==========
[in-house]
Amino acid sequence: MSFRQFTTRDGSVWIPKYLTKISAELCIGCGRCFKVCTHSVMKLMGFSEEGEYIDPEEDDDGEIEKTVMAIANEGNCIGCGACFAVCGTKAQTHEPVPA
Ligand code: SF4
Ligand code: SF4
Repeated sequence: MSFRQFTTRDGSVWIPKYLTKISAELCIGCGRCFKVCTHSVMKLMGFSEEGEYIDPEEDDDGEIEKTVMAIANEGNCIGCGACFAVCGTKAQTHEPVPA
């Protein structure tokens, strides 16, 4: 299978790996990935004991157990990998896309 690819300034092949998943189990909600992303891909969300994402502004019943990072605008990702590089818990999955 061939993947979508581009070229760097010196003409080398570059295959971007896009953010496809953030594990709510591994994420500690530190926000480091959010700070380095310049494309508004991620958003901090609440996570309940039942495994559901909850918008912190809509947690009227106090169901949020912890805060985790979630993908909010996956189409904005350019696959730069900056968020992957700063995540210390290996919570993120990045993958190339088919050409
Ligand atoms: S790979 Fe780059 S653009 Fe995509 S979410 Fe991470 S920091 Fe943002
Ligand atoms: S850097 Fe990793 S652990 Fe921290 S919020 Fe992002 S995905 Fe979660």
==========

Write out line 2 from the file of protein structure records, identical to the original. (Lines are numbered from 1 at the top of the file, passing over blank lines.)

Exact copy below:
Amino acid sequence: MSFRQFTTRDGSVWIPKYLTKISAELCIGCGRCFKVCTHSVMKLMGFSEEGEYIDPEEDDDGEIEKTVMAIANEGNCIGCGACFAVCGTKAQTHEPVPA